IT IS the oldest of all conspiracy theories... Did Shakespeare really write all the works attributed to him, or were they turned out, like the TV scripts of today, in an Elizabethan version of a writers’ room?
If you can judge a book by its cover, the one on the latest version of the three Henry VI plays may be the best clue yet as to their provenance.
Oxford University Press has confirmed that the forthcoming volume will carry not one but two by-lines: that of Christopher Marlowe, next to Shakespeare’s own.
It is the first time a major publisher has acknowledged that the Bard alone may not have been solely responsible for his canon of work - though he does retain top billing on the new edition. Oxford said it had positively identified “Marlowe’s hand in the Henry VI plays”.
As long ago as the 18th Century, historians were speculating that Marlowe not only crossed paths with Shakespeare, but actively contributed to his oeuvre. Some even suggest that Marlowe’s death, supposedly in a drunken brawl, was faked in 1593 so that he might continue to write, using Shakespeare as his pseudonym, rather than go to jail for atheism.
The oft-peddled story has all the intrigue of the best conspiracy theories, especially since the fine details are lost in time.
Marlowe was born in the same year as Shakespeare and was the foremost tragedian of his day, before his rival was a marquee name. The Bard was said to have been greatly influenced by him, and whether his rise to fame shortly after Marlowe’s death is any more than coincidence may never be fully established.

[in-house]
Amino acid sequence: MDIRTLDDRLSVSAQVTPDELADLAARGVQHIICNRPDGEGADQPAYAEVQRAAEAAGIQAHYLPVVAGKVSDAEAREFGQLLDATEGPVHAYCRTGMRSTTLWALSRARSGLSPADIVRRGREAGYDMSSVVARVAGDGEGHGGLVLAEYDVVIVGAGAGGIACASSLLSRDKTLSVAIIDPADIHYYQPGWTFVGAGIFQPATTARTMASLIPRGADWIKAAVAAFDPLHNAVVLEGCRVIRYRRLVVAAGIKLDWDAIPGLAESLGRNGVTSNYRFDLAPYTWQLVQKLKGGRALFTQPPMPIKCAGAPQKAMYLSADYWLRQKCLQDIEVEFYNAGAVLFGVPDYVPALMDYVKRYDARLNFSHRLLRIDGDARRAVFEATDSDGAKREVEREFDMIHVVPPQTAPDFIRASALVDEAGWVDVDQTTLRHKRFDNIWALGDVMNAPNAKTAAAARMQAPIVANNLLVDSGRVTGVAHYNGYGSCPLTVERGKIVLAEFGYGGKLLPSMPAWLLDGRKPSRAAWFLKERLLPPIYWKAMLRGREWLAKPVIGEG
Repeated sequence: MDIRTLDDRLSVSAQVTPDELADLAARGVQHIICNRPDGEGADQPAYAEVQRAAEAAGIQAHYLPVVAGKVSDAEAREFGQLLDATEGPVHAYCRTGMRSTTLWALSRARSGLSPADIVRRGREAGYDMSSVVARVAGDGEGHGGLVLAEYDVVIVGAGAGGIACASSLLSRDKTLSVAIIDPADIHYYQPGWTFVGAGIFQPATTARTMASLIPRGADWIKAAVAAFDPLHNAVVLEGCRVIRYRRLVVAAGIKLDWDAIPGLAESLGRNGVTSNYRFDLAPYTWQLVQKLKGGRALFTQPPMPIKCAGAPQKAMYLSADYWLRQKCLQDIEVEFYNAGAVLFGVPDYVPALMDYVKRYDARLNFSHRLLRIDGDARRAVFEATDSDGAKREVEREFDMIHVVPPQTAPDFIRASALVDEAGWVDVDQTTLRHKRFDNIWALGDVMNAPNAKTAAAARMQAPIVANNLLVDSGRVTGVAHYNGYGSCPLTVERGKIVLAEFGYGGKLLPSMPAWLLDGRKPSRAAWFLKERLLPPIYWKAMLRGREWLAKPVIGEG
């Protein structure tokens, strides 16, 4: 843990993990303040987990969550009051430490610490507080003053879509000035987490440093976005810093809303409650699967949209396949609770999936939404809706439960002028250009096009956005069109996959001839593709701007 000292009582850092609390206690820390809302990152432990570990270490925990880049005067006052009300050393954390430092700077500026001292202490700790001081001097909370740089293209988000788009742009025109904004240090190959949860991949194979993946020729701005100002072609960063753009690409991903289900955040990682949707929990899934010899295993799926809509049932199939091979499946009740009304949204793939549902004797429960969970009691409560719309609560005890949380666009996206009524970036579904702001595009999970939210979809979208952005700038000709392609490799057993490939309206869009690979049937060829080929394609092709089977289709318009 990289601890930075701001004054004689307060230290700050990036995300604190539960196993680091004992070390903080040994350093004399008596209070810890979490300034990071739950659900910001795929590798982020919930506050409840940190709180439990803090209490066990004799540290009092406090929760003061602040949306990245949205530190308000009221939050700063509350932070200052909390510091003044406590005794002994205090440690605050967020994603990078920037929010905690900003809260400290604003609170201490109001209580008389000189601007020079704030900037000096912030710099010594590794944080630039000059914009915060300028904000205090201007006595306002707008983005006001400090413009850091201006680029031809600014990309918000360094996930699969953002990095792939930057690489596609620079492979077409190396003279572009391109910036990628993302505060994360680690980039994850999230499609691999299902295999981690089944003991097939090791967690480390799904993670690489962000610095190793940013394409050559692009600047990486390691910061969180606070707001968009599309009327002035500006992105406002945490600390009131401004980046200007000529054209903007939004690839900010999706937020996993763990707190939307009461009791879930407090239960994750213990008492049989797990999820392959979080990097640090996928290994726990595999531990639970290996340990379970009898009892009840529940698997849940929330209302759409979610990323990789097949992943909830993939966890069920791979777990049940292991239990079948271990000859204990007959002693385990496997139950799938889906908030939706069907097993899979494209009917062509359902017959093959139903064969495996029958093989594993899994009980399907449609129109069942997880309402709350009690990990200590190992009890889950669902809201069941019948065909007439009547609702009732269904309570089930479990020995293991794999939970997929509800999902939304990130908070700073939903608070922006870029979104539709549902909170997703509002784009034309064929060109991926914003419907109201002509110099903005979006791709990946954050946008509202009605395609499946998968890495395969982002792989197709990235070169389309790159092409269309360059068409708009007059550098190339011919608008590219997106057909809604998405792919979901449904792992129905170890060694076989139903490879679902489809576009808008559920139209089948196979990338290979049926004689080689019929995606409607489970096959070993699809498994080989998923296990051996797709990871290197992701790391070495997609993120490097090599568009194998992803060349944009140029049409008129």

The decision to use both their names on the upcoming edition, entitled New Oxford Shakespeare, comes after a panel of experts, using modern analytical methods, was asked to revisit the question of whether Shakespeare collaborated with others.
The scholars working on the collection said Marlowe’s contribution had been verified “strongly and clearly enough”, and that Shakespeare’s collaboration with others had been previously underestimated.
By way of evidence, the panel turned to the style and structure of Marlowe’s best-known works, including Doctor Faustus, the first dramatised version of the Faust legend of a scholar’s pact with the devil.
The 23-strong panel concluded that of Shakespeare’s 44 plays, 17 were written with the help of another author, or authors.
The experts included Gary Taylor of Florida State University and John Jowett at the University of Birmingham.
Mr Taylor said: “We have been able to verify Marlowe’s presence in those three plays strongly and clearly enough.”
He added: “We can now be confident that they didn’t just influence each other, but they worked with each other. Rivals sometimes collaborate.”
The new publication is unlikely to be the last word on the subject, and may open the floodgates for other claimants to Shakespeare’s crown.
One theory, first mooted in 1856, holds that the philosopher, essayist and scientist Sir Francis Bacon is the true author of the works.
Another contender is William Stanley, the 6th Earl of Derby, who ran his own theatre company and who was related by marriage to William Cecil, on whom the character of Polonius in Hamlet is thought to be based. Some theorists suggest that his initials, WS, caused his name to be conflated with that of Shakespeare.